Poda Poda and the people of Sierra Leone
Poda poda is a private mini bus which serves as one of the main form of transportation in Sierra Leone. Allover Sub Saharan Africa, mini buses have different names such as Matatu in Kenya, Danfor in Nigeria, Tro-tro in Ghana and poda poda in Sierra Leone. We can see that poda poda is a very popular and common form of transportation for people in Sierra Leone as the writer mentions poda poda several times throughout the story. For example, Kai and Abass have a conversation about how poda poda got crashed on the road and Abduli says he got money from Mr. Salia for poda poda(275). Poda poda is also a place where Naasu told her story about living in camps after the civil war (311). Physically, people are mingled together in poda poda but mentally, poda poda is a comfortable and familiar environrment for Sierra Leonese to meet people and to share stories with one another.
Poda poda is significant in two ways. First, poda poda provides a form of transportation. Some people might dismiss its importance however, poda poda is very significant in the life of Sierra Leone when government cannot provide public transportation system, and people rely on poda poda to continue with their daily lives. Poda poda is not a public transportation but yet it acts like one because many countries either do not have a public transportation or it only runs for limited amount of time in limited areas. Especially when the country is having a civil war or is broke so she cannot afford to manage public services, poda poda, as a privatebusiness, fill in that space for the absence of transportation system, and enable people to move around.
One of the popular stop for poda poda is Campbell Street in the centre of Freetown where vehicles passes by one another with different messages on them. And this is why poda poda is significant in Sierra Leone. Poda poda serves as an icon of cultural in Sierra Leone. Outside of poda poda, drivers put religious statements like “God is great”, “Allah is great”. One poda poda driver, Alieu Sesay said “I believe in Allah and he will protect me and my poda poda. I will make good business.” When Susan Cole was asked a question if a message on poda poda influence her decision to go inside the vehicle she said “I notice the message but I would not choose to go inside the car, if I didn’t agree with the message. I am Christian and I just got out of that taxi that says ‘Allah is great’. It doesn’t make a difference to me. There is only one God and we are all Sierra Leoneans.” The atmosphere where people freely express their religious belief in a country with two distinctively different main religions, Muslim and Christianity, suggests that Sierra Leone have religious tolerance. Not all commentaries on Poda podas are religious. There are social saying like “Fear judgment day” and “Respect the Police” in front of the bus which reflects driver’s personal believing. Poda poda also mirrors the popular culture in Sierra Leone. Some drivers play their traditional music and others play American or British song in their car. This suggests that Sierra Leone is also affected by globalization and have brought in western culture. Poda poda creates a space where people can exchange their lives, information on pop cultures and opinions. It is a source of very much down to earth information of Sierra Leone’s culture.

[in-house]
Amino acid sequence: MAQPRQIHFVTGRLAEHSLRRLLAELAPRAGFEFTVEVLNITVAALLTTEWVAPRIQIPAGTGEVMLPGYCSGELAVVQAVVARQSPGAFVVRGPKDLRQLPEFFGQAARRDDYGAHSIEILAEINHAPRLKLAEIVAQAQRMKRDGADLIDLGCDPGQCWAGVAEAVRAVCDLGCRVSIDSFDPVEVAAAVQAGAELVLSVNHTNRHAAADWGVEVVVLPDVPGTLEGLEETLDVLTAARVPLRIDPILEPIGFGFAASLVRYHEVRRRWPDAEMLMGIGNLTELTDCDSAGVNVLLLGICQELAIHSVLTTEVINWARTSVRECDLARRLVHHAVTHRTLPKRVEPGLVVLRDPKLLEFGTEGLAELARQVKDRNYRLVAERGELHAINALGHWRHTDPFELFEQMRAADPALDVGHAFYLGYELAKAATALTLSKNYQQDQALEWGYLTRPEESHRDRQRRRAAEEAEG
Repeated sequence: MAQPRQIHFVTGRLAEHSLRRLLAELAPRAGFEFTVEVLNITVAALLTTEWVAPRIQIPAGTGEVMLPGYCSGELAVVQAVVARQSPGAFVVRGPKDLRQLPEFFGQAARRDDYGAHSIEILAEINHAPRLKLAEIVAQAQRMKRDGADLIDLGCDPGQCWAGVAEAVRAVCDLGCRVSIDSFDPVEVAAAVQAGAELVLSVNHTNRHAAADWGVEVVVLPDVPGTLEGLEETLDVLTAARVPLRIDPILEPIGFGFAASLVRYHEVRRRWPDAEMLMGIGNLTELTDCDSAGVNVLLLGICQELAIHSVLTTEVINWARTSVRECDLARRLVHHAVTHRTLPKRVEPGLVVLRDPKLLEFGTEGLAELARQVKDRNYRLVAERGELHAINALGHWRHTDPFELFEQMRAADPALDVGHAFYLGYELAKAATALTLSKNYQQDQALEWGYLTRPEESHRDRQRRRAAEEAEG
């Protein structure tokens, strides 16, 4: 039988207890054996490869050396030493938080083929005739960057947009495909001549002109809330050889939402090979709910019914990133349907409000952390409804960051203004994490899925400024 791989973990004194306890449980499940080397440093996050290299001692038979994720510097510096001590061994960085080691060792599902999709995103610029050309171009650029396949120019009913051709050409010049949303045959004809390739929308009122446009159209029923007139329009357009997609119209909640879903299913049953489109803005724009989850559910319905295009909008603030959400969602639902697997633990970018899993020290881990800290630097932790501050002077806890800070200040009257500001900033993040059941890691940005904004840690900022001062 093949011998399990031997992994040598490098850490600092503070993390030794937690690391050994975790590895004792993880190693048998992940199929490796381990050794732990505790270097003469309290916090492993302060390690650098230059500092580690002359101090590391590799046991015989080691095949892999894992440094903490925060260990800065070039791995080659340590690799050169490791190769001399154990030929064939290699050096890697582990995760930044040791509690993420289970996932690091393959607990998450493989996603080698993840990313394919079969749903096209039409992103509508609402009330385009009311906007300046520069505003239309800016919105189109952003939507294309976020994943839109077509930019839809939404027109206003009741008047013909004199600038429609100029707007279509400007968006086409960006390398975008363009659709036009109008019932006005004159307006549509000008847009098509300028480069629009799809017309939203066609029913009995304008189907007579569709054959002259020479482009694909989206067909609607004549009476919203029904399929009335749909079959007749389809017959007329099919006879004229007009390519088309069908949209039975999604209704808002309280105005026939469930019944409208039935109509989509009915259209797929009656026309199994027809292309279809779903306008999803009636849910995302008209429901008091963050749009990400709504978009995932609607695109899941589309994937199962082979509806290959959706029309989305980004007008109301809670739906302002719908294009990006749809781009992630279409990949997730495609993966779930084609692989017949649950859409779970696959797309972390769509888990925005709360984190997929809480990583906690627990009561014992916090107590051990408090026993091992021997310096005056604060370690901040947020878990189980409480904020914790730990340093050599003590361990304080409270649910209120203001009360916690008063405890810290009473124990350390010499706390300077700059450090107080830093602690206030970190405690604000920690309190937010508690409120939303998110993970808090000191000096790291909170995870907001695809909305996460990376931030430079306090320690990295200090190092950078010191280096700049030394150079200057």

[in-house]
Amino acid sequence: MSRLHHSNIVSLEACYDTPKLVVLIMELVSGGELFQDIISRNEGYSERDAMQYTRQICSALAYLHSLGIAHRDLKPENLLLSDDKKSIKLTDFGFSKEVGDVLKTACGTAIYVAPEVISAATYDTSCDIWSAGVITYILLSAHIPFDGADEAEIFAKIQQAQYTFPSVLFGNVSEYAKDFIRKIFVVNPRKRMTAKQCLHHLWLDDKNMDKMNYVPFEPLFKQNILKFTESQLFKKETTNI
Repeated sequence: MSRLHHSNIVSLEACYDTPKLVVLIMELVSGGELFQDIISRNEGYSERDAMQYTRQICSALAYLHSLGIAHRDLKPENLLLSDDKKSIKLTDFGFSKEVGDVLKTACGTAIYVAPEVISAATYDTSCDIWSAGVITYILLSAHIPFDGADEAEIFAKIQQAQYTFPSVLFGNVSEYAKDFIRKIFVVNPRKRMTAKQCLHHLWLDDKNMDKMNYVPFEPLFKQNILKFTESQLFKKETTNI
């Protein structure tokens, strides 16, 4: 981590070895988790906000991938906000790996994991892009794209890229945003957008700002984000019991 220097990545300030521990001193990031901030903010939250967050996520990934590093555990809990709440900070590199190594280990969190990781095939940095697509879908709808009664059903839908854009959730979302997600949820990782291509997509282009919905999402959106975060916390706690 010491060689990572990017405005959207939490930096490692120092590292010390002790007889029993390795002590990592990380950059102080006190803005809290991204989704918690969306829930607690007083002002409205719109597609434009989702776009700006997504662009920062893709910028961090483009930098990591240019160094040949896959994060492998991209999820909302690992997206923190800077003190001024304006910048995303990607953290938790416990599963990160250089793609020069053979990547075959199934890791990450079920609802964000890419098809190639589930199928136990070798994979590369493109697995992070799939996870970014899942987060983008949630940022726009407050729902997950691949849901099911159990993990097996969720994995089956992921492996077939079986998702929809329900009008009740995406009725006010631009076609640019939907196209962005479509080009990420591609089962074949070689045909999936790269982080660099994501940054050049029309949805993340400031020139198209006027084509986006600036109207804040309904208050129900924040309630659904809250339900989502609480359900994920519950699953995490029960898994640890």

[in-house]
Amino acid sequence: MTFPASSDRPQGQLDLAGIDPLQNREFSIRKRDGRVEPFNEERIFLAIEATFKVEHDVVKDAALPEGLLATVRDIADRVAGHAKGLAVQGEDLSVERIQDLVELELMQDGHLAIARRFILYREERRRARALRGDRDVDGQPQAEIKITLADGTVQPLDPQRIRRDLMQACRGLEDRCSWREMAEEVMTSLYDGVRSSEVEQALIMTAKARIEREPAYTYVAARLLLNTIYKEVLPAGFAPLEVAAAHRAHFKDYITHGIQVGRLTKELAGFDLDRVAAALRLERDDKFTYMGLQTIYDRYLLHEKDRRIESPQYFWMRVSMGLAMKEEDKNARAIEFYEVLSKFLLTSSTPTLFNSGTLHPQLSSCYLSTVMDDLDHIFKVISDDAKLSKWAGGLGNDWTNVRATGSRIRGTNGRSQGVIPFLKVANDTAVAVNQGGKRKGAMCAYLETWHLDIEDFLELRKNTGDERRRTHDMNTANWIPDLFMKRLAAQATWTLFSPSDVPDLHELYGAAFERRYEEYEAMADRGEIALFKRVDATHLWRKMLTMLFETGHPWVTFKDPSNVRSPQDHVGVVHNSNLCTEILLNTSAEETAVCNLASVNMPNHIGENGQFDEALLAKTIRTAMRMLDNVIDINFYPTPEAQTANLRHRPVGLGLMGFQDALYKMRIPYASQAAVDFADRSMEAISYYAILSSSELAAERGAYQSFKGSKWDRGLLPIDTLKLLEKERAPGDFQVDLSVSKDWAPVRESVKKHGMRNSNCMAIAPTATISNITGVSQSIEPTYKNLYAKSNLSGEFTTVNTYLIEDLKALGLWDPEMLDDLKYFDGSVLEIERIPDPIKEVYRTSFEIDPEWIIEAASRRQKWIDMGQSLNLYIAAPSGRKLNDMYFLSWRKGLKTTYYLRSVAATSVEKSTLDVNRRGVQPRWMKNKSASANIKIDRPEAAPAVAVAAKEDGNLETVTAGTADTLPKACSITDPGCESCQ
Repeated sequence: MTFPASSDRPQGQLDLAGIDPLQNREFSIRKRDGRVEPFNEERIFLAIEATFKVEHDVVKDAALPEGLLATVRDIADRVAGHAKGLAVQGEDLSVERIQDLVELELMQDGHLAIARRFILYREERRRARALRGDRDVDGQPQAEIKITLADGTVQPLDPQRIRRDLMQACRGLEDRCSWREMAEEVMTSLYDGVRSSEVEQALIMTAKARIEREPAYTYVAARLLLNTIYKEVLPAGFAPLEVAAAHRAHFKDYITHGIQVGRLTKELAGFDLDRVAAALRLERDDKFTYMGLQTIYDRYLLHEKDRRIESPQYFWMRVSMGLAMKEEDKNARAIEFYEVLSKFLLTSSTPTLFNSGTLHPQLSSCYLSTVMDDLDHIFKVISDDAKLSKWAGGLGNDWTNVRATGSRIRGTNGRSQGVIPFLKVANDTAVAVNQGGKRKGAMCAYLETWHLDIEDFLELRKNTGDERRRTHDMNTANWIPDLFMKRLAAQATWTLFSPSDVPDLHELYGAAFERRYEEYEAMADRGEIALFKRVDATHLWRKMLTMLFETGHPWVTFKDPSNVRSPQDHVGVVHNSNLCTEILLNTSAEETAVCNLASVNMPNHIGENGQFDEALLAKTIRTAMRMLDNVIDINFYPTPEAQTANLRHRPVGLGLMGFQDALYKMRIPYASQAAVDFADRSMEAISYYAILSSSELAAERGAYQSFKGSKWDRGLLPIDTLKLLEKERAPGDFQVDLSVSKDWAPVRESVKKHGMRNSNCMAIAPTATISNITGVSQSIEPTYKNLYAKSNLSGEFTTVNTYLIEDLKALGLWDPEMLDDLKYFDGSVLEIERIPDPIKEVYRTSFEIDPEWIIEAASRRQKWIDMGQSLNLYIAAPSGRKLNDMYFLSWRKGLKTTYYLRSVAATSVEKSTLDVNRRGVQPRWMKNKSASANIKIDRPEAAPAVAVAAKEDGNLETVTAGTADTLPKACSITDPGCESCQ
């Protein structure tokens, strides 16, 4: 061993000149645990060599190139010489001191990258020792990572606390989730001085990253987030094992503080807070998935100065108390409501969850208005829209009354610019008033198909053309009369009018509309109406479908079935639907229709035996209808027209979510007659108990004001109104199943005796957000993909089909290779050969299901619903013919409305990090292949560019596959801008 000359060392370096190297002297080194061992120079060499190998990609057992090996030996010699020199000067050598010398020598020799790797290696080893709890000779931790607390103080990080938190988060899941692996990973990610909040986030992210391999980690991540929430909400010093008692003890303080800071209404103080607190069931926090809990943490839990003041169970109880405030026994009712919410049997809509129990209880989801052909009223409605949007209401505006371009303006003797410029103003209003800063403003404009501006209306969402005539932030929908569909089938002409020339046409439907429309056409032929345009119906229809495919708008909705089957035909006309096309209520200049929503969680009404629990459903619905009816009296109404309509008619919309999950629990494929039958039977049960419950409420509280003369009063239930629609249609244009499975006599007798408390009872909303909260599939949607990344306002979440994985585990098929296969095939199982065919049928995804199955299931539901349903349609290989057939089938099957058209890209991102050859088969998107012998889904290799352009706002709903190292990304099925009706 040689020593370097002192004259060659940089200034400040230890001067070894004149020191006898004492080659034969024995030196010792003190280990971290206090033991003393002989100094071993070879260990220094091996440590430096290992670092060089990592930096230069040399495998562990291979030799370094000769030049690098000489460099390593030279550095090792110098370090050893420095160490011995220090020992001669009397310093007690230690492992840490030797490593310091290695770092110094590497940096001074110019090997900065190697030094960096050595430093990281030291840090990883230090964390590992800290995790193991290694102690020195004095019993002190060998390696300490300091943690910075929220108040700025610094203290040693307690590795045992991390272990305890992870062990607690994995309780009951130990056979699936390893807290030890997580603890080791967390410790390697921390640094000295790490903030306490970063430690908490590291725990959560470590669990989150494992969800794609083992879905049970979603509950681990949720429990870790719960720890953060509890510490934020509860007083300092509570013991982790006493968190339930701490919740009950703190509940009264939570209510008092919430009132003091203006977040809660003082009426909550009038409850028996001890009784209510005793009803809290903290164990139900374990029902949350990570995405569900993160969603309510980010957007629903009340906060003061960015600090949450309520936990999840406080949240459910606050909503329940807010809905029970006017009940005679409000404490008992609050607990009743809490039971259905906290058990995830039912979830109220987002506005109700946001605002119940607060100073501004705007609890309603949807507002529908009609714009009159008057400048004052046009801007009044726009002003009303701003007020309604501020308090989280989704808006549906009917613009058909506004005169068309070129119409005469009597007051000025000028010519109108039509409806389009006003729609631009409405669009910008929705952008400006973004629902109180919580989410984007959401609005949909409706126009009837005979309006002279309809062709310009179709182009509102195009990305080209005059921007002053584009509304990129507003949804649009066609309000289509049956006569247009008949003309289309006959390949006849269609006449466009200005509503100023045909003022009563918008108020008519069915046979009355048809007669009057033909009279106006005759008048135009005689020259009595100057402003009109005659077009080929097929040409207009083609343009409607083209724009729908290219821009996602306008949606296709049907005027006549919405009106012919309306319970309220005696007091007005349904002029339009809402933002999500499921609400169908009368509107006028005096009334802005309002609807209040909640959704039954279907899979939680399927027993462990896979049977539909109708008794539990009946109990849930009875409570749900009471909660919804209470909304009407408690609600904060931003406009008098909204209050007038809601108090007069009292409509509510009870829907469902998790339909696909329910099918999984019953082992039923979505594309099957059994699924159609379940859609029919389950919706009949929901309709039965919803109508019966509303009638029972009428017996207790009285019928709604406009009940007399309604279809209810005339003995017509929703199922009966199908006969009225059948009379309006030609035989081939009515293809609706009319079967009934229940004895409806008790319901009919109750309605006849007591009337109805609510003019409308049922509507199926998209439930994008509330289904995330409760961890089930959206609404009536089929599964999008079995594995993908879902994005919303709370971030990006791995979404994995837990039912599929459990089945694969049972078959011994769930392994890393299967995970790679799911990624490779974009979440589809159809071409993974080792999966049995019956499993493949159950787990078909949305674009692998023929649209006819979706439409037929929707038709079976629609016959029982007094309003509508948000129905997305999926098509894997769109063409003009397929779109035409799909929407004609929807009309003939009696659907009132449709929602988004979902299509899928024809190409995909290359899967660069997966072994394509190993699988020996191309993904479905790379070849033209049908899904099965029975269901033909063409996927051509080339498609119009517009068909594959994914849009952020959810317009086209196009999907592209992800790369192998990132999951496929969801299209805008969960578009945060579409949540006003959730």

In the book, The Memory of Love by Aminatta Forna, the speaker uses poda poda to describe the scene of Sierra Leonese’s everyday life. Even though she did not explicitly describe the importance to poda poda, by bring in poda poda into the picture shows how poda podas are deeply embedded in the life of Sierra Leones.